|Publication number||US6667936 B1|
|Application number||US 10/281,001|
|Publication date||Dec 23, 2003|
|Filing date||Oct 25, 2002|
|Priority date||Oct 25, 2002|
|Also published as||CN1498829A|
|Publication number||10281001, 281001, US 6667936 B1, US 6667936B1, US-B1-6667936, US6667936 B1, US6667936B1|
|Inventors||Albert F. Ditzig|
|Original Assignee||Albert F. Ditzig|
|Export Citation||BiBTeX, EndNote, RefMan|
|Patent Citations (27), Referenced by (64), Classifications (6), Legal Events (3)|
|External Links: USPTO, USPTO Assignment, Espacenet|
1. Field of the Invention
The present invention generally relates to prescription medicine bottle timers. More specifically, the present invention relates to an improved bottle cap reminder device.
2. Description of the Prior Art
Using prescription drugs to treat ailments and illnesses is very common in modem medicine. In order to instruct patients of the need to regularly and consistently take prescription drugs, health care providers tell patients when to take prescribed dosages and pharmacists label the containers of prescription devices with the prescribed dosages and frequencies of taking the drugs.
Patients often forget to take their prescription drugs, hampering the effectiveness of the prescription drug upon the patient and potentially putting the patient's health in jeopardy. For this reason, a prescription reminder device that gives patients information concerning the frequency of attending to a prescription medicine bottle is important. Many reminder devices exist for reminding patients to take their prescription drugs. The following previously issued United States Patents disclose several of these devices.
U.S. Pat. No. 5,751,661 issued to Walters discloses a Medication Dosage Timing Apparatus. This invention comprises a container cap, a timer means for measuring elapsed time, and a display means for displaying the elapsed time. The display means is operatively coupled to the timer means. Further, a coupling means couples the timer means and the display means to the container cap. A battery carrier means is slidably coupled to the container cap for automatically moving a battery between a first position and a second position when the container cap is removed from the container. The timer means and the display means are thus responsive to movement of the battery carrier means as a result of removal and replacement of the container cap.
U.S Pat. No. 6,084,504 issued to Rosche et al. discloses an invention entitled: TIMING. This prior art reference teaches a method and apparatus that is attachable to a receptacle for timing a predetermined interval according to a timing schedule or a set of timing schedules. The apparatus has an electronic timing circuit that provides an alarm signal at the expiration of the predetermined time interval. The timing circuit includes a set of inputs and a set of outputs that are both connected to processing circuitry. The processing circuitry defines the set of selectable timing schedules. The inputs correspond to the timing schedules and the outputs issue the alarm signals. The apparatus also includes a sensing mechanism for selectively engaging an input based on the position of the mechanism. Each timing schedule is selectable by the device through the inputs that are engaged and disengaged.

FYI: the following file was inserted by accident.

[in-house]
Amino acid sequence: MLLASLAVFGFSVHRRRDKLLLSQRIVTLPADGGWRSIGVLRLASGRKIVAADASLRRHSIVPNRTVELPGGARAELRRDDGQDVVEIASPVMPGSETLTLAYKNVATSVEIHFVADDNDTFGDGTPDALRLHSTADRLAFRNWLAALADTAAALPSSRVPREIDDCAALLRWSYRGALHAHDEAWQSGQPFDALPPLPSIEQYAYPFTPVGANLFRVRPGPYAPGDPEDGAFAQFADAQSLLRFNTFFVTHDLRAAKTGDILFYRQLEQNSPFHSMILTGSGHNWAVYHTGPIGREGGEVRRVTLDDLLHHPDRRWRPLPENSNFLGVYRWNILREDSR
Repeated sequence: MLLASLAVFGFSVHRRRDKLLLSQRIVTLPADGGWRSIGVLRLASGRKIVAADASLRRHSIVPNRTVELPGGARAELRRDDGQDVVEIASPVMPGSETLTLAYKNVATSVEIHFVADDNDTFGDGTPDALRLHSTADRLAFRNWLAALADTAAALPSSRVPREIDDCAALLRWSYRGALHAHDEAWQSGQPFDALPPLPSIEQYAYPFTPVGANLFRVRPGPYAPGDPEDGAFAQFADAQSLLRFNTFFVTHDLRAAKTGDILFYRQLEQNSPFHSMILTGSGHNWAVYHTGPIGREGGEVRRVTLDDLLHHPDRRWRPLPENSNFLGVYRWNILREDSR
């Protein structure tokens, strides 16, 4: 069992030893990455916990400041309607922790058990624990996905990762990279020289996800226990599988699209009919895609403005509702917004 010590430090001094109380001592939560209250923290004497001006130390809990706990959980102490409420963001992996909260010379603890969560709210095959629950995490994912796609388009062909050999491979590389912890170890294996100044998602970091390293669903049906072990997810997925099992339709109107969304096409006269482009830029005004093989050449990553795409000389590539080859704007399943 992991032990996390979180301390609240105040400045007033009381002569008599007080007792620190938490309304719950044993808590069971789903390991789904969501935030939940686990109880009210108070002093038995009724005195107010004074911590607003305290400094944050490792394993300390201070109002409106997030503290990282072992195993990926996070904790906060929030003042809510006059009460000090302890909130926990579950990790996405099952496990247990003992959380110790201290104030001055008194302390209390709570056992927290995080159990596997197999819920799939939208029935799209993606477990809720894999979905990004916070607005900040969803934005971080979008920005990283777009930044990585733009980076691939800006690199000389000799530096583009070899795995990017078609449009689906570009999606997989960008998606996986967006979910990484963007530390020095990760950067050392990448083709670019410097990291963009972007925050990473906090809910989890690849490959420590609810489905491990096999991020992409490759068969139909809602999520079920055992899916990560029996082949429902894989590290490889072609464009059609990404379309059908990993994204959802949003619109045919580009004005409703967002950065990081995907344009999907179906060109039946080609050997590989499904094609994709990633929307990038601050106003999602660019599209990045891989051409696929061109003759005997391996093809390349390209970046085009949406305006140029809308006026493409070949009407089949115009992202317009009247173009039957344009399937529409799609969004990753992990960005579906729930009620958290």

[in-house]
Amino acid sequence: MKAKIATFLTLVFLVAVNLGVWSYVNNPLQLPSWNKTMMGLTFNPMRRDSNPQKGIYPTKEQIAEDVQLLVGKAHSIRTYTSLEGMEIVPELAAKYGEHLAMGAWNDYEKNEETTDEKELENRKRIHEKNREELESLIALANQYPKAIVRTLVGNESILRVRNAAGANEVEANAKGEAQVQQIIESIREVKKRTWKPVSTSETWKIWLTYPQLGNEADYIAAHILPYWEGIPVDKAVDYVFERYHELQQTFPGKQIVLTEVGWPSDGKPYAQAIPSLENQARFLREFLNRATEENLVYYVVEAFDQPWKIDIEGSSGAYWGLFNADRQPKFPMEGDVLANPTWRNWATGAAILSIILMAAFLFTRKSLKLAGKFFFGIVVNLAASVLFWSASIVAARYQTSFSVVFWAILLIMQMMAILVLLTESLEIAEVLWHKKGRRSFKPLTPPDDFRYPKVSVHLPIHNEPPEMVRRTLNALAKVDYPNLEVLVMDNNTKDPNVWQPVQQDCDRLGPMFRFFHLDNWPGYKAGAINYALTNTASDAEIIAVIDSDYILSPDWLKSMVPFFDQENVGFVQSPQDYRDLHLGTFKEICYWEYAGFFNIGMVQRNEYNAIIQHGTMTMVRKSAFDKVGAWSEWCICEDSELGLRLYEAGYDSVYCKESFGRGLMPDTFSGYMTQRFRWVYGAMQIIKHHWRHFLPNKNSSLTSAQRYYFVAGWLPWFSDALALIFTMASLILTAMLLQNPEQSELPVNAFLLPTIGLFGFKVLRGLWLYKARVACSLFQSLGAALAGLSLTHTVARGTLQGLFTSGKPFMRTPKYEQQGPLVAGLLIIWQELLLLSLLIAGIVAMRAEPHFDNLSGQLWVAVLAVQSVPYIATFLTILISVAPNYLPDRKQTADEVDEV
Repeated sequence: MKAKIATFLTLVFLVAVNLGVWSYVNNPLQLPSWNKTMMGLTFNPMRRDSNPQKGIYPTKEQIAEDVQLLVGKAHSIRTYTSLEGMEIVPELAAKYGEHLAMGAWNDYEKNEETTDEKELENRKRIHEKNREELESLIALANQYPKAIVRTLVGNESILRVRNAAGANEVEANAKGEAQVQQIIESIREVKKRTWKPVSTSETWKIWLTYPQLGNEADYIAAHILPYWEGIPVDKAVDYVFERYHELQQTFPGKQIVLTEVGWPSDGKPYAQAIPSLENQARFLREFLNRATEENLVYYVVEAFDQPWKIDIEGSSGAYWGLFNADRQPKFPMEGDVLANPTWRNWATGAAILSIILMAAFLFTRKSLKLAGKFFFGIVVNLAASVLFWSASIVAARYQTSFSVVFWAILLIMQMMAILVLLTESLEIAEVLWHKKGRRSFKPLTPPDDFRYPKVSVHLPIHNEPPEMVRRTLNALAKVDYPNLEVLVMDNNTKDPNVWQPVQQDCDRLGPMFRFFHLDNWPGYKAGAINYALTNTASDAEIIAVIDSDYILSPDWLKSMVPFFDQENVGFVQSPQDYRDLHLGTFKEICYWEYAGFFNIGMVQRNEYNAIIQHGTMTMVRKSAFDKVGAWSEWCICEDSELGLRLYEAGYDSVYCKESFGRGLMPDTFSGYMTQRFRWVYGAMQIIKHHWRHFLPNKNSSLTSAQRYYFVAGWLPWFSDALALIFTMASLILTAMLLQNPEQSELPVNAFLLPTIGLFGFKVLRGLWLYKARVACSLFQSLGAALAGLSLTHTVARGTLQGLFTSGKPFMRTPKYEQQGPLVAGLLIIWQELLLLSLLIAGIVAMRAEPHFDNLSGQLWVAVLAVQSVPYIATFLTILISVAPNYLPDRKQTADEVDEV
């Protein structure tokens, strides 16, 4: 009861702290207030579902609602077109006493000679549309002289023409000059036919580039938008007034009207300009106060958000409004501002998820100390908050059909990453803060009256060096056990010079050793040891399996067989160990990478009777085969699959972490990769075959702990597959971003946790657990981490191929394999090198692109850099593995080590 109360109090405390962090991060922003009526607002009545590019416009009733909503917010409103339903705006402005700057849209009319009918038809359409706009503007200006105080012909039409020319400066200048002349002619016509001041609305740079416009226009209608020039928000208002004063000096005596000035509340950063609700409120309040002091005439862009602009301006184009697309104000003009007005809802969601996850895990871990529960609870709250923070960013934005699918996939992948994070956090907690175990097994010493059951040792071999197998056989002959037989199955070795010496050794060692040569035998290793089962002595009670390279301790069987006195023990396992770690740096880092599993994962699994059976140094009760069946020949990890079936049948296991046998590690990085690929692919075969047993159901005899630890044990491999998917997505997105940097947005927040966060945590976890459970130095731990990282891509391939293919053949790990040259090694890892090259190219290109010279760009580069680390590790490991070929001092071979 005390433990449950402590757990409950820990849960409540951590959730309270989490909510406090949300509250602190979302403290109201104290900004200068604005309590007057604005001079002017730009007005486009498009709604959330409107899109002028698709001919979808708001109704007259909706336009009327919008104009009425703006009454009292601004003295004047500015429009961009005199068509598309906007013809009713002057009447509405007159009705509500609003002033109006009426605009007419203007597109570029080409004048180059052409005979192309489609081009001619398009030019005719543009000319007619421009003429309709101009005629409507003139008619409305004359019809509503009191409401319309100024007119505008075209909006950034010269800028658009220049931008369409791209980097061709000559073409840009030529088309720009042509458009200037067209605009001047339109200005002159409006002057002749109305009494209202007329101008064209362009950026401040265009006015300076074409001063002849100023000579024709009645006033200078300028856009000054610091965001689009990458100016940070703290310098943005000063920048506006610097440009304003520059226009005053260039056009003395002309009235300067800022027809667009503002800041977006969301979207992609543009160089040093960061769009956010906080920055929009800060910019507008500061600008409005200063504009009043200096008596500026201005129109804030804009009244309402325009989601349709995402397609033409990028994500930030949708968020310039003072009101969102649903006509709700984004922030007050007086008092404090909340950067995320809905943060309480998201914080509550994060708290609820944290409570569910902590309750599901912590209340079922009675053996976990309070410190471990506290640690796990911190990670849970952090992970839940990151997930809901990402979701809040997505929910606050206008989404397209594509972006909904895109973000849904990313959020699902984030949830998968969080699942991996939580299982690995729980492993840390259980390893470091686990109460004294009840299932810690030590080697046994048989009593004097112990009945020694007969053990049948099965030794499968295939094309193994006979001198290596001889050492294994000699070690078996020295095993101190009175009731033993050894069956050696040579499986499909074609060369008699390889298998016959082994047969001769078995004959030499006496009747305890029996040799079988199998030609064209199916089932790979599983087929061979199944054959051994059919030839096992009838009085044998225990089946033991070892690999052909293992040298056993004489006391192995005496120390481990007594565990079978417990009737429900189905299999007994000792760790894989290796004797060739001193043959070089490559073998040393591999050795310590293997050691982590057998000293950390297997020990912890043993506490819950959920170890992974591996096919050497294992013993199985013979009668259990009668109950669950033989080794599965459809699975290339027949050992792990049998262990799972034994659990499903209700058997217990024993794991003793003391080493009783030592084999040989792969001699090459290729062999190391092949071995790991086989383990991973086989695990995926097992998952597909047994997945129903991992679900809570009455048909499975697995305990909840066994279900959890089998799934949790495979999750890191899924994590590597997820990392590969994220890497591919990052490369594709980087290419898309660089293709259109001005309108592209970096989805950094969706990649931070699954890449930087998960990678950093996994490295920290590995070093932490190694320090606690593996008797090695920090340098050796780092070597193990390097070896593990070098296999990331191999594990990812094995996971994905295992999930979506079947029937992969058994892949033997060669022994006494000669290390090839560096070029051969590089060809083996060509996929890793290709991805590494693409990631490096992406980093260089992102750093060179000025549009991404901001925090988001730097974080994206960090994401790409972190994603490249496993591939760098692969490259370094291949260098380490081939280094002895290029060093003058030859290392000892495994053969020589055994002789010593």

U.S Pat. No. 6,229,431 issued to Weiner discloses a Medication Reminder Device. This invention discloses a device having a cap unit with a timer means for selecting a period between alarm signals and a central start and reset button with a light, the cap unite having internal electronics with a power supply to generate an alarm signal that is preferably visible, using the button light; audio, using a sound generating circuit; and physical, using a vibrator mechanism. The cap unit is connected to a compact container with a compartment or storage of pills, the compact container having an adapter cap for connecting the assembled device to a standard prescription container.
What is needed is a means for displaying the time elapsed since a prescription container or bottle has been opened, presumably, for taking a required dosage of prescription drugs, or medicine. The device must be simple in order to minimize the cost of manufacturing the device and capable of application to the varied standard prescription bottles and containers known in the art.
Accordingly, it is a principal object of the invention to provide a bottle cap reminder device that is compact and adaptable to any standard prescription bottle or container.
It is a further object of my invention to provide a bottle cap reminder device that displays the time elapsed since the bottle cap reminder device has been reset by a user of the device.